I met up with my friend, Birch who I haven’t seen in what feels like even longer than my last Lincoln Memorial photo walk. We mostly caught up with life while chasing the light around the reflecting pool. This image was taken from the Lincoln Memorial looking towards the National Mall. We were kinda standing around with cameras in hand when this guy on the bike just showed up. The perfect silhouette to the Monument.

The scene itself seemed a little off balance with most of the interesting elements on the left-hand side, so I solved it by cutting off the right-hand side with a column from the Lincoln Memorial. I love how it framed all the necessary elements of the image but also created some interesting layers.

BTW, when is the Washington Monument finally going to open? I’m ready to go back!

My camera settings for this image is F5 at 1/5000 and ISO 800 with my Sony A7II and 70-200mm.

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We’ve been having a lot of stormy weather lately in the Washington DC area. It seems like almost every day I’ve been getting warnings on my phone about rain or thunderstorms. I’m not complaining though because it feels great to break up some of the hot, humid summer days. But with all these rainy days, I’m always thinking about the water levels at the Tidal Basin and how bad the flood walls need to be repaired.

Even though I took this image last summer, it reminds me of what it’s probably been like at the Tidal Basin right now. It’s pretty ridiculous to see how much the Tidal Basin gets flooded, even on a day that doesn’t rain that much. To be honest, this particular day was the worst I’ve ever seen it. The sidewalks are flooded and it has become un-walkable. At some point, I had to walk up the slight hill, up to the sidewalk in order to get around trees and the flooding in order to walk along the Tidal Basin. It’s crazy!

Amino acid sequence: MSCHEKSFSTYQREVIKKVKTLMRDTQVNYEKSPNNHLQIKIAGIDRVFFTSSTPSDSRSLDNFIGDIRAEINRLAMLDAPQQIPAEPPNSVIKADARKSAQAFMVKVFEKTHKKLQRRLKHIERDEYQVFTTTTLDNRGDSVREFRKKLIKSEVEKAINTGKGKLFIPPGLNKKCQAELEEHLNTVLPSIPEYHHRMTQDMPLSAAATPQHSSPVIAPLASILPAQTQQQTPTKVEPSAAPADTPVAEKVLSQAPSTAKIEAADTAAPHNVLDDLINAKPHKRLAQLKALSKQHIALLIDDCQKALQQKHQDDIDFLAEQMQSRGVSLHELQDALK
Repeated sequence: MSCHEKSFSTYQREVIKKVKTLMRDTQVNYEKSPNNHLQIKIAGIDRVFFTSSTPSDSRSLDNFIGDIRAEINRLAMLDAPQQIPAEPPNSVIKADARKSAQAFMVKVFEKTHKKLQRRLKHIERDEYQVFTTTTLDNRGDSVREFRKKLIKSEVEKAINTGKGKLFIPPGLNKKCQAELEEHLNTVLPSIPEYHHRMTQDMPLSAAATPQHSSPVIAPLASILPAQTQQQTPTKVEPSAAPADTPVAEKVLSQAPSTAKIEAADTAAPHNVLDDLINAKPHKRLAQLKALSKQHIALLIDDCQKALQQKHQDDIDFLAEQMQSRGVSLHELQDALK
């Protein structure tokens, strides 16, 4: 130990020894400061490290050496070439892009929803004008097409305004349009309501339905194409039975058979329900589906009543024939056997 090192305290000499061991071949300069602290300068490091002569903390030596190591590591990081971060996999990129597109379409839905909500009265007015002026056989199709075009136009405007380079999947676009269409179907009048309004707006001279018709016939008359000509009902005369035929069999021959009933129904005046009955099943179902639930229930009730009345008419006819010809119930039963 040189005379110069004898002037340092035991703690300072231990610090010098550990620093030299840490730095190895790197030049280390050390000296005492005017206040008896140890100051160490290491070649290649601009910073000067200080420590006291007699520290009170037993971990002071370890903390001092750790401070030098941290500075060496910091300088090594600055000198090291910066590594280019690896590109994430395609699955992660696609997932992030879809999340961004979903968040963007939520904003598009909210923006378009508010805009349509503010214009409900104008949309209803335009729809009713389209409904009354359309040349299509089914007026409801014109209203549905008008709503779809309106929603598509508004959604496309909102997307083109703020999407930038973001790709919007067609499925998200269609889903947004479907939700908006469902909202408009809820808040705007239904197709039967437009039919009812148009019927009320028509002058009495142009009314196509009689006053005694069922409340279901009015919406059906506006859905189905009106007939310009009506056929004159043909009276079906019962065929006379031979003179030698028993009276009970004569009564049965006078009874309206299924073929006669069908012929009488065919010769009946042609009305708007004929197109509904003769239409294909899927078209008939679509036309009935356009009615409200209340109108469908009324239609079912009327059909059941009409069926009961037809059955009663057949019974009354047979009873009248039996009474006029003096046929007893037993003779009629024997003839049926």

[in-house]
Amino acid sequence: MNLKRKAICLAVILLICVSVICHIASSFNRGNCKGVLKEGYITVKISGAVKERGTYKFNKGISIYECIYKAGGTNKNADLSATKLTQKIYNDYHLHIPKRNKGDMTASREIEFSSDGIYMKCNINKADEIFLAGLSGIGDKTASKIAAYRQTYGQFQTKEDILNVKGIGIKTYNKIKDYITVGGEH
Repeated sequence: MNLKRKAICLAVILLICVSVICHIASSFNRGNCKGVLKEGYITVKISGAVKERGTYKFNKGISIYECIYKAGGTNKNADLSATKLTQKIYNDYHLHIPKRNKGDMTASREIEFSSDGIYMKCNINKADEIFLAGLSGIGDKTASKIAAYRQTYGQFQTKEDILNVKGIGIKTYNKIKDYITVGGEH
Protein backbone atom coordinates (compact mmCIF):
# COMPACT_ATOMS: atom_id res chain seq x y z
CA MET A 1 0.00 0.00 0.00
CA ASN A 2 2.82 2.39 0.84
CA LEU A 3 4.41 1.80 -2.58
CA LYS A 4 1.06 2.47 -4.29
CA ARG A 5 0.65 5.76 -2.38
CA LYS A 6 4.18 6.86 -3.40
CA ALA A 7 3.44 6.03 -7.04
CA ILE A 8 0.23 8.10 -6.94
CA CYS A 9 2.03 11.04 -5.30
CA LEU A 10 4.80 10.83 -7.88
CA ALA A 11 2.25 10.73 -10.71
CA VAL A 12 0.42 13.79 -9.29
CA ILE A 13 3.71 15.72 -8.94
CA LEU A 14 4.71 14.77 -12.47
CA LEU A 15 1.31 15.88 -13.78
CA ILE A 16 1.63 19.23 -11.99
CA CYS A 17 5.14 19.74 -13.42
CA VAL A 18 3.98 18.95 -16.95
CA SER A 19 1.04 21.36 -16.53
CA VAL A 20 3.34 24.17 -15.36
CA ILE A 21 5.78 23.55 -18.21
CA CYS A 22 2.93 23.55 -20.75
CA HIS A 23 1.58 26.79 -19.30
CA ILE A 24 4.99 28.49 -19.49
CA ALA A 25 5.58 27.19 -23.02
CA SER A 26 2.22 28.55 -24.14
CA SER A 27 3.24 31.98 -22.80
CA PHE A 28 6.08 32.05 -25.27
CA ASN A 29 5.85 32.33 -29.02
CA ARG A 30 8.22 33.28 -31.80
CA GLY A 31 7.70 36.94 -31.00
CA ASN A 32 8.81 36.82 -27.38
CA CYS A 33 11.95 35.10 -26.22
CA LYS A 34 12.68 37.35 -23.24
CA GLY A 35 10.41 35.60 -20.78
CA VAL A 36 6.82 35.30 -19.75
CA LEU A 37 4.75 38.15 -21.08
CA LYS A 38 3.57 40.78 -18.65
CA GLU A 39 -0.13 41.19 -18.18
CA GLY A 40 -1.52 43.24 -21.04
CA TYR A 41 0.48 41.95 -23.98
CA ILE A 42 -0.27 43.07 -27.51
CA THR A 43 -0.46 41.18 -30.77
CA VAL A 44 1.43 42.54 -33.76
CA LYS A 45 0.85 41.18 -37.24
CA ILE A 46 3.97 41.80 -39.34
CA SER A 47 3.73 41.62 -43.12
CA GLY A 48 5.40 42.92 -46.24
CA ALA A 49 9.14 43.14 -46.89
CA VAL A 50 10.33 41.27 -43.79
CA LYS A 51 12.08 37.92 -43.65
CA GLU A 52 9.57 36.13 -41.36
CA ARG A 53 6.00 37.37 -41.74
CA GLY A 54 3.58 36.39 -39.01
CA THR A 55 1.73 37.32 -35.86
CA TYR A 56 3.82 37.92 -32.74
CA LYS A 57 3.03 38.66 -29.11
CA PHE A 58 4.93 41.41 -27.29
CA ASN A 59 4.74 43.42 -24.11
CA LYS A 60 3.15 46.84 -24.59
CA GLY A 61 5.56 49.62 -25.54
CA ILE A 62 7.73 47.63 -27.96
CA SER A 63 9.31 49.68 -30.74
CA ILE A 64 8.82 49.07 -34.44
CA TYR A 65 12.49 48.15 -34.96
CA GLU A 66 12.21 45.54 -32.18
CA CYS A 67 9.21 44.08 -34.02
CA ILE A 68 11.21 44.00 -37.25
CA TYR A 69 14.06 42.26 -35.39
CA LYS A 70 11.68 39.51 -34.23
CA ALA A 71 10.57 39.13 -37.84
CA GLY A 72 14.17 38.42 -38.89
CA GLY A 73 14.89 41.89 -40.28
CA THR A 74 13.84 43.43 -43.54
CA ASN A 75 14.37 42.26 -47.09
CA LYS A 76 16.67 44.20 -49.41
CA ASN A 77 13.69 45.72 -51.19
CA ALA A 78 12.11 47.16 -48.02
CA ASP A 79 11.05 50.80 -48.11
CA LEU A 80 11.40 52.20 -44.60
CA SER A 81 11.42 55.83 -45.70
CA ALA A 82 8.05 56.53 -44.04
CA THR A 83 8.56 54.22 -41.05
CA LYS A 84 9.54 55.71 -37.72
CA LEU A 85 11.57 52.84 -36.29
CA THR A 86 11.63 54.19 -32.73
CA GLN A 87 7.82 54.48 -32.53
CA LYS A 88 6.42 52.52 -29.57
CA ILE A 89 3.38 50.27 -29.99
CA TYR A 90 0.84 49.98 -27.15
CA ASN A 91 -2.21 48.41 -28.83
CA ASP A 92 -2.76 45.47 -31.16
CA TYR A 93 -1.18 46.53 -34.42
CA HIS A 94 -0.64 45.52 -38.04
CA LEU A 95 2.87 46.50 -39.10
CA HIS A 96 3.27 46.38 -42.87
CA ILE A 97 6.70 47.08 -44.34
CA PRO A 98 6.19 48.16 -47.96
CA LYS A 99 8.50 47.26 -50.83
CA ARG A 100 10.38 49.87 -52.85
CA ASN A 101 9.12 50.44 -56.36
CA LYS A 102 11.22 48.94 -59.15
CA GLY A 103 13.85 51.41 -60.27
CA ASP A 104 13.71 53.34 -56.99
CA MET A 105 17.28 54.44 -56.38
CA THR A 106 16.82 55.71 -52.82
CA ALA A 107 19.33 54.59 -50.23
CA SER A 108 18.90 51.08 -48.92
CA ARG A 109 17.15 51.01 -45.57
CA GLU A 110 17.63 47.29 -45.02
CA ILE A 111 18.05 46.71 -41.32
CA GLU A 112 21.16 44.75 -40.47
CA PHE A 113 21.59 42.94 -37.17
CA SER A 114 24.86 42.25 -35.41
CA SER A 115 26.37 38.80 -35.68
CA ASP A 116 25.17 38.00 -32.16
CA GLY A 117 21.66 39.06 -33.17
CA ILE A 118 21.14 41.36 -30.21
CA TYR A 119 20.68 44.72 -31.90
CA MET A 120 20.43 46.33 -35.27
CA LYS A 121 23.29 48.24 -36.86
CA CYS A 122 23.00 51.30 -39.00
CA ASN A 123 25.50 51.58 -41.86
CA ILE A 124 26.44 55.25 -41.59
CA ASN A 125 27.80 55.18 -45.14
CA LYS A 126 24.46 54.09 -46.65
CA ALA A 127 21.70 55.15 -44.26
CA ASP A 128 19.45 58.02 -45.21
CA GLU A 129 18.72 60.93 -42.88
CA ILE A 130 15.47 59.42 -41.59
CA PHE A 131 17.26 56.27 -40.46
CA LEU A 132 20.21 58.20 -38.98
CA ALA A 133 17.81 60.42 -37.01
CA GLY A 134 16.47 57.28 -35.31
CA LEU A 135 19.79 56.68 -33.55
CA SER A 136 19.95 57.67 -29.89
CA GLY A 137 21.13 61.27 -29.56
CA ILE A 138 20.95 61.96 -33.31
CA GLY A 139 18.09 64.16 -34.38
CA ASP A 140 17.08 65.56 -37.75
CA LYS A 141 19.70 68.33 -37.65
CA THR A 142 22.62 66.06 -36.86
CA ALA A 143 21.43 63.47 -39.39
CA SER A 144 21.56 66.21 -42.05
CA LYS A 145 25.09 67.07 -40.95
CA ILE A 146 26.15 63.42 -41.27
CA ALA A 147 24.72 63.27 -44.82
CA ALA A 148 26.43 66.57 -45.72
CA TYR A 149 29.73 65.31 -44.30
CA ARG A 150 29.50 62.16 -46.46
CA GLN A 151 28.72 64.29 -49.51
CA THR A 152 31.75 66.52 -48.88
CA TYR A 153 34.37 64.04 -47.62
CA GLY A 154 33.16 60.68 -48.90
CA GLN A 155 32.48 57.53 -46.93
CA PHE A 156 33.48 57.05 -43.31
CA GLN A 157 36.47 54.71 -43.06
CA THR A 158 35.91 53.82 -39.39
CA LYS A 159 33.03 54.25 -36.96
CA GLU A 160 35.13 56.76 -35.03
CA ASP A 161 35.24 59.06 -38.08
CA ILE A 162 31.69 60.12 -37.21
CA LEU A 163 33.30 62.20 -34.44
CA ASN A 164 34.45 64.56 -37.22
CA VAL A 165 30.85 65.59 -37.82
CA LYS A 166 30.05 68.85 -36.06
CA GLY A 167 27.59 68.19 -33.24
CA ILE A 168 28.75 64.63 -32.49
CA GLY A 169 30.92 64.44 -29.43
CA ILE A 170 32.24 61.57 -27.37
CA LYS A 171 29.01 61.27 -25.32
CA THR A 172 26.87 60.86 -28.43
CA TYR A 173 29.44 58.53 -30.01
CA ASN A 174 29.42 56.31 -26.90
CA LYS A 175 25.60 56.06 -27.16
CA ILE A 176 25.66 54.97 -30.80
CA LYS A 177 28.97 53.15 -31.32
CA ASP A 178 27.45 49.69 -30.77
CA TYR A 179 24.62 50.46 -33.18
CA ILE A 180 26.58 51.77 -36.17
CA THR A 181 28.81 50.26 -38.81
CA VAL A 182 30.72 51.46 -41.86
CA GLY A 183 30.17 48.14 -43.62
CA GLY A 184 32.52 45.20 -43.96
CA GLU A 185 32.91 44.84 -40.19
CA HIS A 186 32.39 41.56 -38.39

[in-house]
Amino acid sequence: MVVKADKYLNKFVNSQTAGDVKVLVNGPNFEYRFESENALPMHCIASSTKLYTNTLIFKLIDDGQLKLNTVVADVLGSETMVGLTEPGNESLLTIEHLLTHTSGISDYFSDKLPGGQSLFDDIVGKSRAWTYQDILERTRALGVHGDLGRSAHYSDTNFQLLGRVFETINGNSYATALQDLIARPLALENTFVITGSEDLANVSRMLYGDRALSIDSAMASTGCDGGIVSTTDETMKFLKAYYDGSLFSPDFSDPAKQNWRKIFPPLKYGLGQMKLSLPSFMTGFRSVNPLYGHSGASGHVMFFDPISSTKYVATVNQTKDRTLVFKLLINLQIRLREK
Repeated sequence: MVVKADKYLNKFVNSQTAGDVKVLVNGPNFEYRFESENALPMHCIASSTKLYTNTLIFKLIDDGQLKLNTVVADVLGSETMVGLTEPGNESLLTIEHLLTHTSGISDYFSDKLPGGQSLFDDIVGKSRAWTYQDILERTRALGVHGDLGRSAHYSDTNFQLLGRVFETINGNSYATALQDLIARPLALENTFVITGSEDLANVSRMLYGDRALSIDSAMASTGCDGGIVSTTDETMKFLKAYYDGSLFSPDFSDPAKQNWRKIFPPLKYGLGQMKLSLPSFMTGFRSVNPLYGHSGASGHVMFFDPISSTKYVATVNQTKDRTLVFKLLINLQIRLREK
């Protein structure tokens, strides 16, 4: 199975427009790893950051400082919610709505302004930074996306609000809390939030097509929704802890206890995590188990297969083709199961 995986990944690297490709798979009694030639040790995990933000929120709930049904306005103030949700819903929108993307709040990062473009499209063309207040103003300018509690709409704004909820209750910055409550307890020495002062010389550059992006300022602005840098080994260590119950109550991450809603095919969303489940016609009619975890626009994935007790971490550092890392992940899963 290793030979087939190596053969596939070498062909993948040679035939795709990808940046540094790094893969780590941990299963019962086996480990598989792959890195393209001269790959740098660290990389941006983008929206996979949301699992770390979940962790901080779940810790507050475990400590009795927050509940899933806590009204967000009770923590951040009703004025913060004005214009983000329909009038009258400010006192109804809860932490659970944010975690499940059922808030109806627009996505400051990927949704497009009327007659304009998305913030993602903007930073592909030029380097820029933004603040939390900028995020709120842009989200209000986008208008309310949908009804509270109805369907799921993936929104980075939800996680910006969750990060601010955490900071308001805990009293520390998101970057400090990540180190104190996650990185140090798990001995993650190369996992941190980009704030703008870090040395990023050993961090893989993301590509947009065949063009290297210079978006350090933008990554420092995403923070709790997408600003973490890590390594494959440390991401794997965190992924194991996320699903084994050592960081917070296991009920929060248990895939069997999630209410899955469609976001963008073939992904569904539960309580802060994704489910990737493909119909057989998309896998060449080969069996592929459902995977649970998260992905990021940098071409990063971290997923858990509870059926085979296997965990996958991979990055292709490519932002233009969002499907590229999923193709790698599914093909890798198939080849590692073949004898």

If you’re are just as concerned as I am about your grandchildren seeing the Tidal Basin in all its beautiful glory, including the iconic cherry blossoms, please consider taking the pledge from the National Trust for Historic Preservation. It’s a national treasure that needs to be preserved.

My camera settings for this image is F4 at 1/250th sec at ISO 640 with my Sony A7II and 16-35mm wide angle lens.

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This image has been shared more than 3.6 million times.

Probably much more than that but with so many people showing it to their friends and family, I know my name has been lost and I can’t keep track. To say it’s been an honor is an understatement. The number of conversations, emails and private messages I’ve received about this one image has been overwhelming but so humbling. Even to this day, 7 years later, I will still get messages in my email box specifically about the emotions people have felt about it.

This post isn’t to brag or to show off. It comes from the bottom of my heart. The deepest gratitude I can offer to the beautiful city I call home, all those who have taken the time to tell me how much this image has meant to them, and especially all the veterans and families who have been impacted by the Vietnam War.

So I wanted to take a moment and talk about the story behind the image, Vietnam Veterans Memorial at Sunrise:

It All Started 11 Months Prior. January 6th, 2012:

I woke up for sunrise with every intention to photograph the Vietnam Veterans Memorial. I had visited the memorial one time before but did not come out with images I was super excited about. After a conversation with a friend, I decided I needed to go back.

Little did I know, the sunrise that morning was going to be EPIC!